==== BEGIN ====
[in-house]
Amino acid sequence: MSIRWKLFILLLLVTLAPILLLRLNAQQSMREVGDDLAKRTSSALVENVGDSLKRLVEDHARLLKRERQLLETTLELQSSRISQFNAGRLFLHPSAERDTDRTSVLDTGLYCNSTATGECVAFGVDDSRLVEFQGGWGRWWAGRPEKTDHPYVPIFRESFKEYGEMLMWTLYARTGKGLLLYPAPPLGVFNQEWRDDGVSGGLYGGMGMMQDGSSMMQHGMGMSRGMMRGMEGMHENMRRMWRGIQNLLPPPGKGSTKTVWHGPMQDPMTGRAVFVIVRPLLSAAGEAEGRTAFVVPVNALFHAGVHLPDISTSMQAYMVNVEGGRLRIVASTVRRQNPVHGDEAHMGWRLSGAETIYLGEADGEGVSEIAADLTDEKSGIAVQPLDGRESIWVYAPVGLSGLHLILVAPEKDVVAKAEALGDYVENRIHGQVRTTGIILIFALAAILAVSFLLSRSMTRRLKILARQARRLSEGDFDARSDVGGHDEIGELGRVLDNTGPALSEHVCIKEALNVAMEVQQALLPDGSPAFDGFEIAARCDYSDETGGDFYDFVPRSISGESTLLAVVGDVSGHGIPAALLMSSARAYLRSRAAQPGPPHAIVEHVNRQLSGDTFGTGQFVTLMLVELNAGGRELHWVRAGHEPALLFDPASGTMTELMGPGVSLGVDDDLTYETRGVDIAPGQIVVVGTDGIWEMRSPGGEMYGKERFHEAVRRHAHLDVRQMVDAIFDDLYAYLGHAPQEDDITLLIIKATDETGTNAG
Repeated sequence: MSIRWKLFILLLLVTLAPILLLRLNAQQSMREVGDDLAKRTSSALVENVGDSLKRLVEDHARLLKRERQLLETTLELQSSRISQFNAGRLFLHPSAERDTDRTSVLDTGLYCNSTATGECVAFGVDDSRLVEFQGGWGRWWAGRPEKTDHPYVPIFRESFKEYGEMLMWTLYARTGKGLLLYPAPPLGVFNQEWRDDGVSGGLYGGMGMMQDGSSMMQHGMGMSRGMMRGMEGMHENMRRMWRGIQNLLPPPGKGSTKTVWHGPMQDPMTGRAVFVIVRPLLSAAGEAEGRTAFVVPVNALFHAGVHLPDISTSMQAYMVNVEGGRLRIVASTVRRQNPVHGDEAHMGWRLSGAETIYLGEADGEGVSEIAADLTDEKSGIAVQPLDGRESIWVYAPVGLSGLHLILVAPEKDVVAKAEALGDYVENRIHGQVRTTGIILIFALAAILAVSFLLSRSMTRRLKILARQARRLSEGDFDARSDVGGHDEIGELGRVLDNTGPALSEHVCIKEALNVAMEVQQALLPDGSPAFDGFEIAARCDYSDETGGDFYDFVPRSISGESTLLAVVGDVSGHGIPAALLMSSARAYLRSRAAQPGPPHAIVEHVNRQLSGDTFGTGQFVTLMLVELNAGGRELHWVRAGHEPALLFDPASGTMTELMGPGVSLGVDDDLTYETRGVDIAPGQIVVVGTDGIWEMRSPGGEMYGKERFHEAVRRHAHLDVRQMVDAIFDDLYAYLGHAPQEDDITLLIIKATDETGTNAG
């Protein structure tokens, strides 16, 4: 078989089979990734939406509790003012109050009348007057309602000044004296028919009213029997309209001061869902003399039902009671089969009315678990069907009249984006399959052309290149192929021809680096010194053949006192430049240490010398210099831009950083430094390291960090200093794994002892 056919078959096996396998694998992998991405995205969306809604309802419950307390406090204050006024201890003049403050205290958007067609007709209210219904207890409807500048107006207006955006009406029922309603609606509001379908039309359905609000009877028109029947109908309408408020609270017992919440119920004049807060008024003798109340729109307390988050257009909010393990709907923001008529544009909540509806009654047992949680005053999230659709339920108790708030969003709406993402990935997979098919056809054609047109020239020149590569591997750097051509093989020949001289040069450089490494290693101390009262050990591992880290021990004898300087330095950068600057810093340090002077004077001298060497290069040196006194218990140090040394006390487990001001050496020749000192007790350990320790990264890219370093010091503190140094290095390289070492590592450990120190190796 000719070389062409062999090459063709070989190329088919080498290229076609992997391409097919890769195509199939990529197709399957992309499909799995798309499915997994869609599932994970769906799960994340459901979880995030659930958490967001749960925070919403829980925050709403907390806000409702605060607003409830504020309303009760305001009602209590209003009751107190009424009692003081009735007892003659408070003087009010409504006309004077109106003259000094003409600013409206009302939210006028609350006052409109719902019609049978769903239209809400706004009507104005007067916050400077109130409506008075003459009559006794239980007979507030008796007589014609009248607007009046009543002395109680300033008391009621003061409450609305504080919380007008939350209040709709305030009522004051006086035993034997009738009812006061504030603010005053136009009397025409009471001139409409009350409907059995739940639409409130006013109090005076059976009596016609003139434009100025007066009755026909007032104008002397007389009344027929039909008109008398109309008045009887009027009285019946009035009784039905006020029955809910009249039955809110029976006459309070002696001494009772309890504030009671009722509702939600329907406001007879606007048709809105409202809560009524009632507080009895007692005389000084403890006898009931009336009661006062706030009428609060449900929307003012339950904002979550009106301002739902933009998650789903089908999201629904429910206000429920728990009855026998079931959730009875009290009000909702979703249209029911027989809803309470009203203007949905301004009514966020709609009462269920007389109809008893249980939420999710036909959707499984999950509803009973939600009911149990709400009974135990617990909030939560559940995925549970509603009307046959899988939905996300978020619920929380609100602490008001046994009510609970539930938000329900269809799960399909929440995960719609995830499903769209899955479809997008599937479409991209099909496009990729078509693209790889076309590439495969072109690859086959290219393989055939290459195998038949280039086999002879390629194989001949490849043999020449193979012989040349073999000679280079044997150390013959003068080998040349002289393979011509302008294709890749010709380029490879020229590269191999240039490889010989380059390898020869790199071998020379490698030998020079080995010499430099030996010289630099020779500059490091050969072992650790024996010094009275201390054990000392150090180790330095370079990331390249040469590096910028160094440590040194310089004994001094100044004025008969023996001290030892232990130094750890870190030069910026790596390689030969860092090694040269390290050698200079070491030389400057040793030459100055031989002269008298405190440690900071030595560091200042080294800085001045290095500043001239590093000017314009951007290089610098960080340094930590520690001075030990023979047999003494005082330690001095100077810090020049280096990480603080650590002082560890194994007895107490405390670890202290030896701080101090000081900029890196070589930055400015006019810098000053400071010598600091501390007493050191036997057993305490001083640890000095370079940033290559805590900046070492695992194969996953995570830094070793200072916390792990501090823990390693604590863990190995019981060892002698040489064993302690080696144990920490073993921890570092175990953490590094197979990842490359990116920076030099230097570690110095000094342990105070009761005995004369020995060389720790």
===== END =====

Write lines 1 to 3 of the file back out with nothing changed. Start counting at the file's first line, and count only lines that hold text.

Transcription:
[in-house]
Amino acid sequence: MSIRWKLFILLLLVTLAPILLLRLNAQQSMREVGDDLAKRTSSALVENVGDSLKRLVEDHARLLKRERQLLETTLELQSSRISQFNAGRLFLHPSAERDTDRTSVLDTGLYCNSTATGECVAFGVDDSRLVEFQGGWGRWWAGRPEKTDHPYVPIFRESFKEYGEMLMWTLYARTGKGLLLYPAPPLGVFNQEWRDDGVSGGLYGGMGMMQDGSSMMQHGMGMSRGMMRGMEGMHENMRRMWRGIQNLLPPPGKGSTKTVWHGPMQDPMTGRAVFVIVRPLLSAAGEAEGRTAFVVPVNALFHAGVHLPDISTSMQAYMVNVEGGRLRIVASTVRRQNPVHGDEAHMGWRLSGAETIYLGEADGEGVSEIAADLTDEKSGIAVQPLDGRESIWVYAPVGLSGLHLILVAPEKDVVAKAEALGDYVENRIHGQVRTTGIILIFALAAILAVSFLLSRSMTRRLKILARQARRLSEGDFDARSDVGGHDEIGELGRVLDNTGPALSEHVCIKEALNVAMEVQQALLPDGSPAFDGFEIAARCDYSDETGGDFYDFVPRSISGESTLLAVVGDVSGHGIPAALLMSSARAYLRSRAAQPGPPHAIVEHVNRQLSGDTFGTGQFVTLMLVELNAGGRELHWVRAGHEPALLFDPASGTMTELMGPGVSLGVDDDLTYETRGVDIAPGQIVVVGTDGIWEMRSPGGEMYGKERFHEAVRRHAHLDVRQMVDAIFDDLYAYLGHAPQEDDITLLIIKATDETGTNAG
Repeated sequence: MSIRWKLFILLLLVTLAPILLLRLNAQQSMREVGDDLAKRTSSALVENVGDSLKRLVEDHARLLKRERQLLETTLELQSSRISQFNAGRLFLHPSAERDTDRTSVLDTGLYCNSTATGECVAFGVDDSRLVEFQGGWGRWWAGRPEKTDHPYVPIFRESFKEYGEMLMWTLYARTGKGLLLYPAPPLGVFNQEWRDDGVSGGLYGGMGMMQDGSSMMQHGMGMSRGMMRGMEGMHENMRRMWRGIQNLLPPPGKGSTKTVWHGPMQDPMTGRAVFVIVRPLLSAAGEAEGRTAFVVPVNALFHAGVHLPDISTSMQAYMVNVEGGRLRIVASTVRRQNPVHGDEAHMGWRLSGAETIYLGEADGEGVSEIAADLTDEKSGIAVQPLDGRESIWVYAPVGLSGLHLILVAPEKDVVAKAEALGDYVENRIHGQVRTTGIILIFALAAILAVSFLLSRSMTRRLKILARQARRLSEGDFDARSDVGGHDEIGELGRVLDNTGPALSEHVCIKEALNVAMEVQQALLPDGSPAFDGFEIAARCDYSDETGGDFYDFVPRSISGESTLLAVVGDVSGHGIPAALLMSSARAYLRSRAAQPGPPHAIVEHVNRQLSGDTFGTGQFVTLMLVELNAGGRELHWVRAGHEPALLFDPASGTMTELMGPGVSLGVDDDLTYETRGVDIAPGQIVVVGTDGIWEMRSPGGEMYGKERFHEAVRRHAHLDVRQMVDAIFDDLYAYLGHAPQEDDITLLIIKATDETGTNAG